TURKEY / SYRIAN REFUGEE ARTIST

Preview Language:   Original
14-Apr-2021 00:02:09
Syrian artist Akram Safvan’s story is one of art, perseverance and dedication. He shared his story of building a life in Turkey after the Syrian conflict forced him to leave behind his home and his art. UNHCR

Available Language: Arabic
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Description
STORY: TURKEY / SYRIAN ARTIST REFUGEE
TRT: 2:09
SOURCE: UNHCR
RESTRICTIONS: PLEASE CREDIT UNHCR ON SCREEN
LANGUAGE: ARABIC / NATS

DATELINE: 26 MARCH 2021, SANHURFA, TURKEY

SHOTLIST:

1.Med shot, tilt down to Akram working on a piece
2. Close up, Akram working on a piece
3. SOUNDBITE (Arabic) Akram, Syrian artist:
“I try to embody my pain, and the pain of my community in Syriaand, in general, the suffering of the world through war.”
4. Wide shot, pan to Akram sitting at his work table
5. Close up, Akram’s hands
6. SOUNDBITE (Arabic) Akram, Syrian artist:
“I was born into an artistic family. A family of poets, storytellers and dramatists. I painted for 30 years and then I started getting into sculpture.”
7. Med shot, Akram hammering a wood chipping tool at his work table
8. Close up, the wood chipping tool
9. Wide shot, Akram walking with the city in the background
10. Various shots, Akram sitting in a park working a piece
11. SOUNDBITE (Arabic) Akram, Syrian artist:
“In Turkey, I have space for expression because of what is happening in Syria I cannot go back.”
12. Various shots, Akram looking and touching the wall of his workshop
13. SOUNDBITE (Arabic) Akram, Syrian artist:
“Before I left Deir Ezzor, I buried my work beneath the ground of my studio. And I carried with me a bag of soil. Whenever I miss my country, I try to feel the scent of my homeland through it.”
14. Various shots, Akrams hands touching the soil from back home
15. Various shots, Akram entering his workshop
16. Wide shot, Akram inside his workshop looking at his work
17. SOUNDBITE (Arabic) Akram, Syrian artist:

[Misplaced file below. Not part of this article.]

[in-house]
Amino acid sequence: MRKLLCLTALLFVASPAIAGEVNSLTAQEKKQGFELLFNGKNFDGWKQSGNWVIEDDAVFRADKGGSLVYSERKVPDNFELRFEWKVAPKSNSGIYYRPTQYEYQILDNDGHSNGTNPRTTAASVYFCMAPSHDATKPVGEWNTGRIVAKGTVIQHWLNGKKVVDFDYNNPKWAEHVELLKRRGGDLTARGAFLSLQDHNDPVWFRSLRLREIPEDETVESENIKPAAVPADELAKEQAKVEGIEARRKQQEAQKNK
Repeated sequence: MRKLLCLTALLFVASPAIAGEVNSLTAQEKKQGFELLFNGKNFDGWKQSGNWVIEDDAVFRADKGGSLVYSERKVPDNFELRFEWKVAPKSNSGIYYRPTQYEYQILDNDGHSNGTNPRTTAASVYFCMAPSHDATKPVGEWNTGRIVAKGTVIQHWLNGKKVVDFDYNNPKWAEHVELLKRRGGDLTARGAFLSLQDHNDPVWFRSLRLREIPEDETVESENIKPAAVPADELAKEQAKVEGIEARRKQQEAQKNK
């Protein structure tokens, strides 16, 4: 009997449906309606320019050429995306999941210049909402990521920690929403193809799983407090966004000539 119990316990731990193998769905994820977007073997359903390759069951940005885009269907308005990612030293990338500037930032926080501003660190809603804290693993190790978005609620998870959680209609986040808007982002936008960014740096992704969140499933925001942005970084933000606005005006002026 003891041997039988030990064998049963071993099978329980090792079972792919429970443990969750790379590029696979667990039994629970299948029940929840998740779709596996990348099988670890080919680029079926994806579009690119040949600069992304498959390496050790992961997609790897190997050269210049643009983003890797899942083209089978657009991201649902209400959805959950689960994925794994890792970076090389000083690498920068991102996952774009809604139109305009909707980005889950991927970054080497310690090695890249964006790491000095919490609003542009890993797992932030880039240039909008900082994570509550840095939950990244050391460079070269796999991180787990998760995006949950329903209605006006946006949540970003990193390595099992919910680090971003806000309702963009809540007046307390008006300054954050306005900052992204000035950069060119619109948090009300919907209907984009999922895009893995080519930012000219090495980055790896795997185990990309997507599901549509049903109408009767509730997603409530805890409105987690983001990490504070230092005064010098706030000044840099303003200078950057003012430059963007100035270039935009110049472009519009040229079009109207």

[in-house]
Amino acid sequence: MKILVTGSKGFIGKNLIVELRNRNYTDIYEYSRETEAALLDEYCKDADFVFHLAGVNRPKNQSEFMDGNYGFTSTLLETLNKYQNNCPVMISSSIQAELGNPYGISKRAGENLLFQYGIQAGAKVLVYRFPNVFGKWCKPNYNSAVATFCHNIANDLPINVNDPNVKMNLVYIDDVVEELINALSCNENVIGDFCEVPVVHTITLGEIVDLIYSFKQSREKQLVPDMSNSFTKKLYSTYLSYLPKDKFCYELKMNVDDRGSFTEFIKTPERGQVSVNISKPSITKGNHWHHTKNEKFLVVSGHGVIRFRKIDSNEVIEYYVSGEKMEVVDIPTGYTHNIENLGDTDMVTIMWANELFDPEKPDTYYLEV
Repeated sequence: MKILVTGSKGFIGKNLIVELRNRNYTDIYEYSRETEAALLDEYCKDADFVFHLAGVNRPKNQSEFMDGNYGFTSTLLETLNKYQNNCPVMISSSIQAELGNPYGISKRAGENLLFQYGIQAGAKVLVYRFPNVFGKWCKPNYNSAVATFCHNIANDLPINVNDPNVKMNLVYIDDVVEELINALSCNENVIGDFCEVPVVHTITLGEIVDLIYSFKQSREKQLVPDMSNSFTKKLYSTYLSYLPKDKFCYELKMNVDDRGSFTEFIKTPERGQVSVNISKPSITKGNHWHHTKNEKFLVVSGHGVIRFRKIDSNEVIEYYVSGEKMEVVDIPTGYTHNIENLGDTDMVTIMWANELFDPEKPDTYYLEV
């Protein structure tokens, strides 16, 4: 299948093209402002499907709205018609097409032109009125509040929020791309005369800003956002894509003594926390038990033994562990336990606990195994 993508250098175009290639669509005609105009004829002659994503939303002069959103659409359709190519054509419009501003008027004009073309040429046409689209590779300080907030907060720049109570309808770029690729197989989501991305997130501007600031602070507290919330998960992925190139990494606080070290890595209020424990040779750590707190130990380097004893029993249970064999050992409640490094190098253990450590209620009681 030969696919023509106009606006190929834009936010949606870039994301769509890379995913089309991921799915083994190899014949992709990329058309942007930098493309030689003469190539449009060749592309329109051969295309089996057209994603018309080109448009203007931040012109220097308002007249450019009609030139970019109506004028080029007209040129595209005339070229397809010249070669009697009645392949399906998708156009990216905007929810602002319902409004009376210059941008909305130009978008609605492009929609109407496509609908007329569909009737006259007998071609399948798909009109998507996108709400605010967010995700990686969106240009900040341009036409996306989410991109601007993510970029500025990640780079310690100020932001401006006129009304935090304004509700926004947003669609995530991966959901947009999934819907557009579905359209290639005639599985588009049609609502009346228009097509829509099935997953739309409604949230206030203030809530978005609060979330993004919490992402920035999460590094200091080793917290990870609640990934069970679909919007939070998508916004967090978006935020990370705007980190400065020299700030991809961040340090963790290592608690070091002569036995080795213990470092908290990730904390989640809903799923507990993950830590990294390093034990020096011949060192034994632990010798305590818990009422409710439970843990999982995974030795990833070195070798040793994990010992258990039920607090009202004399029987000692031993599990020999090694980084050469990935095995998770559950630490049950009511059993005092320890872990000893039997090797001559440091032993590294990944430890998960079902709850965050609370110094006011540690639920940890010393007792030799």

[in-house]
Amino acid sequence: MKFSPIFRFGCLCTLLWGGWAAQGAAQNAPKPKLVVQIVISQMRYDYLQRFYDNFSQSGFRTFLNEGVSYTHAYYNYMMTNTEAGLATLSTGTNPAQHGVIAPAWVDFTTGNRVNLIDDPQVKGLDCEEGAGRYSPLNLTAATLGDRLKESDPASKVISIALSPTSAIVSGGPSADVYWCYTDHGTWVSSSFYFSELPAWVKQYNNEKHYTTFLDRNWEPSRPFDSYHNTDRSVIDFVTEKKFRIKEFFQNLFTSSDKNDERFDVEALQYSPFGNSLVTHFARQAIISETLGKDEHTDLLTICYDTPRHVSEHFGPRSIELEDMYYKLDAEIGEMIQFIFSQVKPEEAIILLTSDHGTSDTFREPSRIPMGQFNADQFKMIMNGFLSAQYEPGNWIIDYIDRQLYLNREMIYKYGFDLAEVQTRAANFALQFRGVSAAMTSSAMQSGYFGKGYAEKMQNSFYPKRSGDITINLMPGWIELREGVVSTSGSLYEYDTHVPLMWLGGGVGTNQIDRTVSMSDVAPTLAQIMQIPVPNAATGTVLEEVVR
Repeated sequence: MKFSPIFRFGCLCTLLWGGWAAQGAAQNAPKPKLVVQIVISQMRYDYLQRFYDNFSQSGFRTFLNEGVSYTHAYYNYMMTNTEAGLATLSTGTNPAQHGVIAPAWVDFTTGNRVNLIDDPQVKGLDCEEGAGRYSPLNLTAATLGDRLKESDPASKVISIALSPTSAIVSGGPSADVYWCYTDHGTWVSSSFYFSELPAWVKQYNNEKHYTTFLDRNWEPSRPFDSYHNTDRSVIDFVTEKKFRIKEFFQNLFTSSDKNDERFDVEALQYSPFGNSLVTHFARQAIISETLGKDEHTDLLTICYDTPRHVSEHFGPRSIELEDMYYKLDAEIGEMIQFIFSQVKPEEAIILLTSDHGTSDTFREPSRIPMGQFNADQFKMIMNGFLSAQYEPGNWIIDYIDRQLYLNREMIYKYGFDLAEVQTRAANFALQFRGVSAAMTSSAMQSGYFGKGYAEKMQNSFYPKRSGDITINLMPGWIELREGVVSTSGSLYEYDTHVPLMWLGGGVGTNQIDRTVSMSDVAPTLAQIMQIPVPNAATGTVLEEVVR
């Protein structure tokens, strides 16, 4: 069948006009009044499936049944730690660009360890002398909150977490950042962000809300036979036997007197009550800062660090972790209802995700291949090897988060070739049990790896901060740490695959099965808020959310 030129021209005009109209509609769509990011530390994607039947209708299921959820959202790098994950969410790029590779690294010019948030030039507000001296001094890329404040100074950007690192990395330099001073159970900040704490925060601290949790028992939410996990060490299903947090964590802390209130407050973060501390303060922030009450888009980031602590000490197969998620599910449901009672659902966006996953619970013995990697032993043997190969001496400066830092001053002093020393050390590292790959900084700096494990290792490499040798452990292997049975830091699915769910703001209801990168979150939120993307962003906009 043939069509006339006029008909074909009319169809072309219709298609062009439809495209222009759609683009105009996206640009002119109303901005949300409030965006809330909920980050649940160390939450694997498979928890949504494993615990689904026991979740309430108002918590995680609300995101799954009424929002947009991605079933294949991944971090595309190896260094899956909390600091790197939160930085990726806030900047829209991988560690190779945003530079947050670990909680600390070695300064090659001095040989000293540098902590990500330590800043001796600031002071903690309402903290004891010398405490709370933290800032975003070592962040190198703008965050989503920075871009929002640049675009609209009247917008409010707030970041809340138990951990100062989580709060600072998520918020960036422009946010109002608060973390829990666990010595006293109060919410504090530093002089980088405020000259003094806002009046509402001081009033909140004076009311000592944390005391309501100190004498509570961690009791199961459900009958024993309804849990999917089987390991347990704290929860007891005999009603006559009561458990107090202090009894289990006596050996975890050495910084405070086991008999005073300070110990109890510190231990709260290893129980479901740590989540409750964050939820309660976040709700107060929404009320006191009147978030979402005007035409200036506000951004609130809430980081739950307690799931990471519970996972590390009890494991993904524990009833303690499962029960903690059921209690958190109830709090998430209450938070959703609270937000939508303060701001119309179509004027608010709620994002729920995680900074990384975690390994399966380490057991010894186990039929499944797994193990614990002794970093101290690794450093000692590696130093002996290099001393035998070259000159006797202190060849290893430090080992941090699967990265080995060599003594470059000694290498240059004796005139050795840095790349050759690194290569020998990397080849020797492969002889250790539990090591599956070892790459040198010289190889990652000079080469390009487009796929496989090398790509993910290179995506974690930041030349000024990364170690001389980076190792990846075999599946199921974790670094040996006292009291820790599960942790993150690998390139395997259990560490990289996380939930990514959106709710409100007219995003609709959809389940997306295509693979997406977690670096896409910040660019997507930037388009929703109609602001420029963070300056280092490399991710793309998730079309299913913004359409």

“Perhaps fate willed me to be a sculptor. I study the depth of sadness. It is the sadness of the world at war. I am not talking only about war in Syria but war in general. I hope that peace prevails in my country and around the world.”
18. Various shots, Akram having tea, sitting dwon inside his workshop

STORYLINE:

Turkey is home to the world’s largest refugee population, 3.6 million of whom are Syrian under temporary protection and close to 330,000 of whom are refugees and asylum-seekers of other nationalities. Over 98 per cent of refugees in Turkey live among the host community, and less than 2 per cent are in Temporary Accommodation Centres. Turkey’s refugee response is based on a comprehensive legal framework, in particular the Law on Foreigners and International Protection (2013) and the Temporary Protection Regulation (2014).

Akram Safvan is also one of the Syrians under temporary protection living in Şanlıurfa, Turkey. He comes from a family of poets and artists. He started to sculpt and paint when he was a child. He recalls winning school art competitions and even opening his own art gallery when he was just 10 years old.

SOUNDBITE (Arabic) Akram, Syrian artist:
“I try to embody my pain, and the pain of my community in Syriaand, in general, the suffering of the world through war.”

In Syria, Akram was already an established artist when the conflict began. Then his life changed. At first, he planned to remain home and not abandon his art which carried his life’s work. When he was forced to leave in 2016, he arrived in Turkey from Deir Ezzor and his family - a daughter and two sons - joined him in 2017.

SOUNDBITE (Arabic) Akram, Syrian artist:
“I was born into an artistic family. A family of poets, storytellers and dramatists. I painted for 30 years and then I started getting into sculpture.”

SOUNDBITE (Arabic) Akram, Syrian artist:
“In Turkey, I have space for expression because of what is happening in Syria I cannot go back.”

Sensing he may never return to Syria, Akram was obliged to leave his work behind. He buried some of his paintings hoping they may not be found. He found out later that his gallery was destroyed, and his artwork confiscated. Akram is thankful to be alive. Now in Turkey, Akram found new space and means to work, both to make a living and to continue producing art. He received an invitation to meet the Turkish inister of Culture. He says he has exhibited his art in four shows since coming to Turkey. He has also received positive reactions from his Turkish peers.

SOUNDBITE (Arabic) Akram, Syrian artist:
“Before I left Deir Ezzor, I buried my work beneath the ground of my studio. And I carried with me a bag of soil. Whenever I miss my country, I try to feel the scent of my homeland through it.”

SOUNDBITE (Arabic) Akram, Syrian artist:
“Perhaps fate willed me to be a sculptor. I study the depth of sadness. It is the sadness of the world at war. I am not talking only about war in Syria but war in general. I hope that peace prevails in my country and around the world.”
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UNHCR
Alternate Title
unifeed210414b
Asset ID
2612406